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Earlier in the day, protesters had banged drums and chanted slogans such as “Stop the funding now,” “We are the revolution,” “Genocide is crystal clear,” and “Saini, Saini, take a side,” referring to McGill president Deep Saini.

The students had blocked the building’s entrance with fencing and a shelving unit that supported potted plants. In front of another door, protesters had linked arms as police looked on. They hung sheets painted with slogans and a Palestinian flag from open windows on the third floor. At least six protesters stood at these windows, their faces covered with keffiyehs and goggles. Meanwhile, below, a line of riot squad police officers blocked an entrance to the building.

Protesters in a window of the James Administration building at McGill University
Protesters in a window of the James Administration building at McGill University on Thursday. Photo by John Mahoney/Montreal Gazette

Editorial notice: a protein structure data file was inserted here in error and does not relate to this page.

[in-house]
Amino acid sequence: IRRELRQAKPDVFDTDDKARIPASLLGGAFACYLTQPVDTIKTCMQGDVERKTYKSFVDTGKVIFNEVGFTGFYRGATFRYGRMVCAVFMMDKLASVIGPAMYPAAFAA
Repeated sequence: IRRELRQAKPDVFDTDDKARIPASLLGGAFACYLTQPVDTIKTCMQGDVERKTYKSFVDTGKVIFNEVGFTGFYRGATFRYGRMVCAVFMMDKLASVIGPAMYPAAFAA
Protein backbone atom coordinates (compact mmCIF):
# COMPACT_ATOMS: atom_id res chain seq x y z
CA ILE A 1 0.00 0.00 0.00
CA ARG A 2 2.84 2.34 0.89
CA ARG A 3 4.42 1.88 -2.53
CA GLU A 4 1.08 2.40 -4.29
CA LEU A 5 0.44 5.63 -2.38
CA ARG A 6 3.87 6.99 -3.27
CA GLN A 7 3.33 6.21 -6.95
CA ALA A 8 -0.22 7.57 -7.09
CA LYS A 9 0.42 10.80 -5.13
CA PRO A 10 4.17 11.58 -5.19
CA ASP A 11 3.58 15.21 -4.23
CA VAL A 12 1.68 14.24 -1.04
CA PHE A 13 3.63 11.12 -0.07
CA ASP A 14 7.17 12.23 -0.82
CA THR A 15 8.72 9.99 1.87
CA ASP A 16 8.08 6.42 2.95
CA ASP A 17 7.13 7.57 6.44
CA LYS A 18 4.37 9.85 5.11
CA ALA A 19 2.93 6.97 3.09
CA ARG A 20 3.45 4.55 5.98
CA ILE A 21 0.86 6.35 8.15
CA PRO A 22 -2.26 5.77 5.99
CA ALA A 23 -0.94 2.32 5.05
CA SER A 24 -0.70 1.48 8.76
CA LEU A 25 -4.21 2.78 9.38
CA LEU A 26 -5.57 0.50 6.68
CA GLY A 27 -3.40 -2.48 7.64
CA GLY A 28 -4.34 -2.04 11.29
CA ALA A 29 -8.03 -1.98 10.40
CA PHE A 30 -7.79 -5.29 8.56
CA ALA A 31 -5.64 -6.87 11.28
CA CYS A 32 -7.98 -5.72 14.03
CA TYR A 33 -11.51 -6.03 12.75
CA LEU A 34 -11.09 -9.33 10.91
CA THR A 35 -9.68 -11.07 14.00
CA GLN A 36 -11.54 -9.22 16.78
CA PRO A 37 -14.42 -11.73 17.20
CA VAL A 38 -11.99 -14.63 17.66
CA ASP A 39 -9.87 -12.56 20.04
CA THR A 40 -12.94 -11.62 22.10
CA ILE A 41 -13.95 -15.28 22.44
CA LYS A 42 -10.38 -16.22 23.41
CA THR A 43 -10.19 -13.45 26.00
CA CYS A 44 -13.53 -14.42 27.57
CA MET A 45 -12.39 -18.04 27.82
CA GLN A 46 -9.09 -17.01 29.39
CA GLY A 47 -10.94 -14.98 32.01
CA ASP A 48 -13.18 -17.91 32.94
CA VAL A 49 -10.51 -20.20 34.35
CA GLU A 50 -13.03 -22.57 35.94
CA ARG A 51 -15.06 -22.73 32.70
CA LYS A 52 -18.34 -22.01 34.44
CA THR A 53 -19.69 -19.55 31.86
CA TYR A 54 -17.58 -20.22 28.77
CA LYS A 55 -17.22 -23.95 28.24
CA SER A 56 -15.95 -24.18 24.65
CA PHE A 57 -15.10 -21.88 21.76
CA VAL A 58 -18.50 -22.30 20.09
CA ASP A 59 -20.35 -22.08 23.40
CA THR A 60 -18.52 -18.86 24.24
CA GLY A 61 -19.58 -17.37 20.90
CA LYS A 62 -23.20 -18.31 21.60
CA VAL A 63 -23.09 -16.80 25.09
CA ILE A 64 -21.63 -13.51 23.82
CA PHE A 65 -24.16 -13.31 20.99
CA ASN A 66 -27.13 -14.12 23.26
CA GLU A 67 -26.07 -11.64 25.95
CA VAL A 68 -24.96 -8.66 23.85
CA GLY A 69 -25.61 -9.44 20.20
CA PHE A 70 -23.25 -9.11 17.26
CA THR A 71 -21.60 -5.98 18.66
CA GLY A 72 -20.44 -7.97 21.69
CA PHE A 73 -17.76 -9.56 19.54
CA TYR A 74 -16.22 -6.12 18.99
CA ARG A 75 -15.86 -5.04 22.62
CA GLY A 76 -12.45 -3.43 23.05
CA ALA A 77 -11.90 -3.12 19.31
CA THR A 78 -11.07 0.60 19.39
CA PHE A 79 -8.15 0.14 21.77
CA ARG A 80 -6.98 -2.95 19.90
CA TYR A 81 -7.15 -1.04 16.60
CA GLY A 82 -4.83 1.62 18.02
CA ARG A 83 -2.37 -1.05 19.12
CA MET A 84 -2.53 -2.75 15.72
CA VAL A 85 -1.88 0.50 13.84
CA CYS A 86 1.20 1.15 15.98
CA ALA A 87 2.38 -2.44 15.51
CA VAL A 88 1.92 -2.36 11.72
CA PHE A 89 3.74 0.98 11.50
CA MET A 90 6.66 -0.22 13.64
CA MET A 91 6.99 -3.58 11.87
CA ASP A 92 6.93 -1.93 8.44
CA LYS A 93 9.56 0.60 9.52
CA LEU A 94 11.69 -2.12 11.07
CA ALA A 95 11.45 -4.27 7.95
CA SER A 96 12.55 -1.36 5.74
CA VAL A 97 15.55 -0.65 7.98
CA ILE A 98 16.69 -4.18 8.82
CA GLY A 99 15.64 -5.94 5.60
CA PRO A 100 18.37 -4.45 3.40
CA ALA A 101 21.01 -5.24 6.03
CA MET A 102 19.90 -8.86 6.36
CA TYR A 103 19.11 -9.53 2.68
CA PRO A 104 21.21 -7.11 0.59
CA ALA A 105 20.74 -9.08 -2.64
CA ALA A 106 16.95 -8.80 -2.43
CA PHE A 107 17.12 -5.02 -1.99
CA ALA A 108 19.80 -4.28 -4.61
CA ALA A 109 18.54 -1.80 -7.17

Before entering the James Administration building, officers stood calmly staring ahead as protesters shouted at “Shame” at them and “Shame on McGill.”

A young woman who identified herself as an organizer of the barricade and a spokesperson for Solidarity for Palestinian Human Rights, said the action was organized out of frustration with the McGill administration’s refusal to meet demands of the encampment, which has been a fixture on the downtown campus for almost seven weeks. The protest began in late April following similar protests on U.S. university campuses. These have been in response to Israel’s war with Hamas, the Gaza-based terrorist organization that on Oct. 7 invaded Israel and killed more than 1,200 people. The Israeli war has led to the deaths of more than 34,000 people.

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The SPHR spokesperson said she is a McGill student but declined to give her name “for safety reasons.”